Candy Jar Books have announced The Invisible Women, the third book in the ongoing Travers & Wells series

Popular author John Peel returns for the next instalment of Candy Jar’s almost-annual crossover event, this time with Travers & Wells: The Invisible Women, a book that crosses over with The Lucy Wilson Mysteries.

Travers and Wells range editor Andy Frankham-Allen revealed how the project came about. “First it was The Laughing Gnome, and then Bloodlines,” he says, “and now… When it came time to discuss what our next crossover would be, Shaun suggested Lucy meeting up with Edward Travers and HG Wells. It was a great idea, and made a nice change from her bumping into her grandad. First we had Lucy without Hobo, then we tried to shake things up with the last crossover by not actually having Lucy in it at all (sort of), so this time we knew we definitely wanted Lucy and Hobo. Then came the old ‘who to write it’, which almost always results in Shaun suggesting John Peel. I was on board with that, and knew John would be up for the challenge…”

“John has written plenty for us so far,” he continues, “but he hadn’t done a Travers & Wells, and as I knew it was time to start thinking ahead, and working just how many books I actually wanted the series to be, it seemed John was the perfect choice to just go away and get on with the writing while I worried about the future.”

“Always say yes. Then panic.”

John Peel, who has been writing stories of the Doctor Who universe for just over forty years, described his approach to taking on this latest project. “When I was just starting my writing career,” he remembers, “Terry Nation offered me a lot of advice. One piece was this: ‘If an editor ever asks, “Can you write me this?” always say yes. Then panic. And then go away and work out how you’ll do it.’ (He never took very much seriously.) But it was good advice, and made me accept some writing assignments I would otherwise have passed up. It was very applicable in this case, where I was asked to write two interlinked novels simultaneously and for different age groups – certainly nothing I would have attempted without being asked!

“They’re still learning to act as a team, and being thrown into bizarre and dangerous situations.

“The characters were interesting,” he continues, “Professor Travers, explorer and scientist, matched with a young and somewhat naive Herbert George Wells – possessing great imagination, but very little actual experience. They’re still learning to act as a team, and being thrown into bizarre and dangerous situations. And the challenge of writing something that would have the vague flavour of Wells’ stories without actually copying him was intriguing. Writing the story was… interesting also. The two books had to have separate plots that interlinked, and yet still made sense if read alone – which obviously took a bit of planning! And the last couple of chapters (the wrap-up) had to be the same, obviously, but told from two different perspectives.

“The only way I could imagine doing this was to write both books together as a single manuscript, so that I could be sure that the pacing worked out and the overlaps occurred at the same time in each tale, and then leave the two respective editors to disassemble the manuscript into two books. Hey, I wasn’t going to do all of the work! I was expecting the process to be challenging, but because the editors and I had worked it out beforehand, it actually proved to be a lot smoother and easier than I had feared. And also a great deal more fun.”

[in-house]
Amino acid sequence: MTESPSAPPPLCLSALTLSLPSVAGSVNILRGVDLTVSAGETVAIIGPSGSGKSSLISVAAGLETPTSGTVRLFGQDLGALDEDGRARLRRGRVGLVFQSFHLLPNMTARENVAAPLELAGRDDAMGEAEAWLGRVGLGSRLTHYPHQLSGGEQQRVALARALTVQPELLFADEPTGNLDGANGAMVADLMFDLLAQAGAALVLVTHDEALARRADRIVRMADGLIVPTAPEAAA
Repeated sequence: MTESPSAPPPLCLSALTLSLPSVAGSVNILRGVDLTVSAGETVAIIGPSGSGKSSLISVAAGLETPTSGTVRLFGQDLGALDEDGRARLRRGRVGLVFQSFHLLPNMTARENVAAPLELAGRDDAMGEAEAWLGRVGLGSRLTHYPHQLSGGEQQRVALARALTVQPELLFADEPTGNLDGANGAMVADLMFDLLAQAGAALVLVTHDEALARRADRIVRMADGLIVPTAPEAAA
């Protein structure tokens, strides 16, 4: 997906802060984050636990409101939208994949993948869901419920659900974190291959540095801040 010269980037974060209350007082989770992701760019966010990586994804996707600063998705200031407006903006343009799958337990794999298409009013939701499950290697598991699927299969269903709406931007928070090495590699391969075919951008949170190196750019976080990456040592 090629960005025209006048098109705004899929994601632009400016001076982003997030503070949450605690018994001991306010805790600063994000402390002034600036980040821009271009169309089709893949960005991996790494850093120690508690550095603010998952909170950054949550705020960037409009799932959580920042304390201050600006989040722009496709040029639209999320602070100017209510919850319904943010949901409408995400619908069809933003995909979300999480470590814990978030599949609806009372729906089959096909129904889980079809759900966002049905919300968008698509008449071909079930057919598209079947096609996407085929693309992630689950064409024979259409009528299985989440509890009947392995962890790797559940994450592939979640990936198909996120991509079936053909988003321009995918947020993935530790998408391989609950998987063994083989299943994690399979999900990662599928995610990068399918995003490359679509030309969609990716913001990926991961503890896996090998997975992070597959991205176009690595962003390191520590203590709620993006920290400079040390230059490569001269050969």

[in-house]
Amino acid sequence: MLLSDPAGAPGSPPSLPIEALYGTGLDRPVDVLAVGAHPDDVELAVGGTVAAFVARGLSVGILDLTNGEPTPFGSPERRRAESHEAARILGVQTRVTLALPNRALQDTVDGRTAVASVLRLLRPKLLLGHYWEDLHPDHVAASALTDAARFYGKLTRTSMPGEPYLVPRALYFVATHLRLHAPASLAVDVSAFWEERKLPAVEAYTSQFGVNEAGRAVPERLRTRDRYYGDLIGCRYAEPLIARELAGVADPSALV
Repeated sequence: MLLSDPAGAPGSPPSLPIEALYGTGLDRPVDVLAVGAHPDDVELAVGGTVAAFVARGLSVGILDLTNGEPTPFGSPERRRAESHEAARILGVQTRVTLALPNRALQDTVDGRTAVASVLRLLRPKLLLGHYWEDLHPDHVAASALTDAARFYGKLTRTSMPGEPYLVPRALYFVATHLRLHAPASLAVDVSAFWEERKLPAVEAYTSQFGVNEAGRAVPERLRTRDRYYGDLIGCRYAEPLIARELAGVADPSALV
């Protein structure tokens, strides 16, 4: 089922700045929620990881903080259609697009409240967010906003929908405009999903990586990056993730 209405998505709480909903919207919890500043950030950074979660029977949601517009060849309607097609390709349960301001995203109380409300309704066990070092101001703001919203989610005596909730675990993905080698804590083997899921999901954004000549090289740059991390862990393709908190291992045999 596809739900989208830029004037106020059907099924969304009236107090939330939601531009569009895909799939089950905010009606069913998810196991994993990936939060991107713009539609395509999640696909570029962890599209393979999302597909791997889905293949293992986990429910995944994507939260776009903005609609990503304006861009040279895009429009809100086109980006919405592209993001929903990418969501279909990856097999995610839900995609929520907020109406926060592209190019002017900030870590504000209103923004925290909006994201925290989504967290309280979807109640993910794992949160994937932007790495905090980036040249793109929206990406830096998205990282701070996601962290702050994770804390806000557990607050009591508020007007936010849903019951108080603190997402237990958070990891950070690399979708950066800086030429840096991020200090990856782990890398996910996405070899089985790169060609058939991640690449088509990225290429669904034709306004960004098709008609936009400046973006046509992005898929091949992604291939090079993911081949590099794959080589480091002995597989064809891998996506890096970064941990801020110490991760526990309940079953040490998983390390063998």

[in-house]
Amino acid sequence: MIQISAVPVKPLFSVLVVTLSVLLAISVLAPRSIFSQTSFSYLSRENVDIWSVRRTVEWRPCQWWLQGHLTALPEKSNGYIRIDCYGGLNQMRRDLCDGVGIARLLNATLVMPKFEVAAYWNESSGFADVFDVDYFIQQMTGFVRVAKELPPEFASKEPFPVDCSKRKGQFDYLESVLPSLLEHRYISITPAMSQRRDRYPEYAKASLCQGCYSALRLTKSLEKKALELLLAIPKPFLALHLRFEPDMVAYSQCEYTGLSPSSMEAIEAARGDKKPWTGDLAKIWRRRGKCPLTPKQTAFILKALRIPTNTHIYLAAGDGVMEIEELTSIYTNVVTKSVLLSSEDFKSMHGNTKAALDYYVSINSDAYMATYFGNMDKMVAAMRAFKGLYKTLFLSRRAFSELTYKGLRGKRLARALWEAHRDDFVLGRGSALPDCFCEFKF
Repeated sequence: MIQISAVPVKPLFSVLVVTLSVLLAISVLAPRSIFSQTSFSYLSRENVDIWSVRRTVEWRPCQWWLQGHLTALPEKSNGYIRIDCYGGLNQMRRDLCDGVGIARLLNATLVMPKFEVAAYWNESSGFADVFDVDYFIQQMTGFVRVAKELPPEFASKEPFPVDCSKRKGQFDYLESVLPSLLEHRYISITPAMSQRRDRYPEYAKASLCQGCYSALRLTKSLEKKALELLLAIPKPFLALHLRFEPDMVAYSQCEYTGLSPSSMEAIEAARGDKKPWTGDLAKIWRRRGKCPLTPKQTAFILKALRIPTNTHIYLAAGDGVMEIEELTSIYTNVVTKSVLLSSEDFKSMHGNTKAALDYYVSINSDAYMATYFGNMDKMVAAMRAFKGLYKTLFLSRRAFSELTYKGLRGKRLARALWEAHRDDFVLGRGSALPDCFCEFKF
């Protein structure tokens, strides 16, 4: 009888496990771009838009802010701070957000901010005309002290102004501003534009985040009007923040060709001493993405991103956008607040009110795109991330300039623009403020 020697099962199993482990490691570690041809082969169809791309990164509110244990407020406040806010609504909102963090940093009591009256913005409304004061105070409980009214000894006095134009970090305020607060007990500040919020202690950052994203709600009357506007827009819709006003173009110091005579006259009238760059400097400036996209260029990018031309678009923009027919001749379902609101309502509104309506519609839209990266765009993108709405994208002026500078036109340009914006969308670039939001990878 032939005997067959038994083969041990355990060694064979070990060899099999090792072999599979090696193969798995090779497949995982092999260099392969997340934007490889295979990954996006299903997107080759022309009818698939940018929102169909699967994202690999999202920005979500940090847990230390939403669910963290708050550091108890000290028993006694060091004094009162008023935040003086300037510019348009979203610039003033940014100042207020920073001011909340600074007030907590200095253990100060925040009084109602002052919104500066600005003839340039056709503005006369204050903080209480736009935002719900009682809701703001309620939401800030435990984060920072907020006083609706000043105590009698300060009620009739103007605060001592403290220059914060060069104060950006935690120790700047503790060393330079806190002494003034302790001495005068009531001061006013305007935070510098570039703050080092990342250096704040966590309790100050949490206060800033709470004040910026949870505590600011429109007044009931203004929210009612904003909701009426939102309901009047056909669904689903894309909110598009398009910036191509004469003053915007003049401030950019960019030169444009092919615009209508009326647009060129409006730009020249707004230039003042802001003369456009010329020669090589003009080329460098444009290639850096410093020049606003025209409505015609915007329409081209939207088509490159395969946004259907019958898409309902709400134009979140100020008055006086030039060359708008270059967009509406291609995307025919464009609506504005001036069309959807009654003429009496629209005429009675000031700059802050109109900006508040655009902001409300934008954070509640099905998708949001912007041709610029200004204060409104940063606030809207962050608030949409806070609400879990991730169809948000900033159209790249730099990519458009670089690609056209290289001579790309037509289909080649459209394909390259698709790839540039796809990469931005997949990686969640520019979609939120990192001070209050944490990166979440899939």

“I’m looking forward to seeing what people make of it.”

Meanwhile, Shaun Russell, explains his contribution to crossover as range editor of The Lucy Wilson Mysteries says: “Being presented with two books, one not a Lucy Wilson, was interesting. It took a bit of wrangling to work out how to edit them. Andy edited both first, with his main focus on the Travers & Wells story, and then I primarily focused on the Lucy Wilson story, making sure everything still linked. We tweaked things in places, playing around with the respective perspectives. I think we’ve all pulled it off, and as this crossover sets up a big shift in the Lucy Wilson books, I’m looking forward to seeing what people make of it.”

The cover is by regular Candy Jar artist Richard young, back for his third Travers & Wells cover.

 

Travers & Wells: The Invisible Women. Cover by Richard Young (c) Candy Jar Books Doctor Who The Abominable Snowmen HG Wells The Web of Fear Invisible Man
Travers & Wells: The Invisible Women. Cover by Richard Young (c) Candy Jar Books

Travers & Wells: The Invisible Women

“Wells had come to a post with a sign on it. He gestured to a poster that had been hastily slapped over the Rules and Regulations. It was at a bit of an angle, but very clear: PARK CLOSED, BEWARE OF THE FAIRIES.”

Armed with new knowledge about their journey across parallel Earths, Edward Travers and HG Wells find themselves in 1919, London, on an Earth not too dissimilar from their own.

They are soon embroiled in a mystery surrounding fairies in St James’ Park. They are joined in their investigation by Leonora Goodwin, a woman with a secret… but at least they can see her! For on their heels are a group of invisible women, all intent on stealing Travers’ time ring for their own nefarious purposes. Someone is pulling the strings, orchestrating events, drawing Travers and Wells ever closer to an enemy from the past!

Luckily, they have a two secret allies. A bald-headed boy, and his friend… A brown girl with big hair and the most peculiar hat! Travers and Wells are not the only time travellers this time!

The series continues next year with A Modern Shangri-La by Sarah Groenewegen, and The First Moon by Andy Frankham-Allen.

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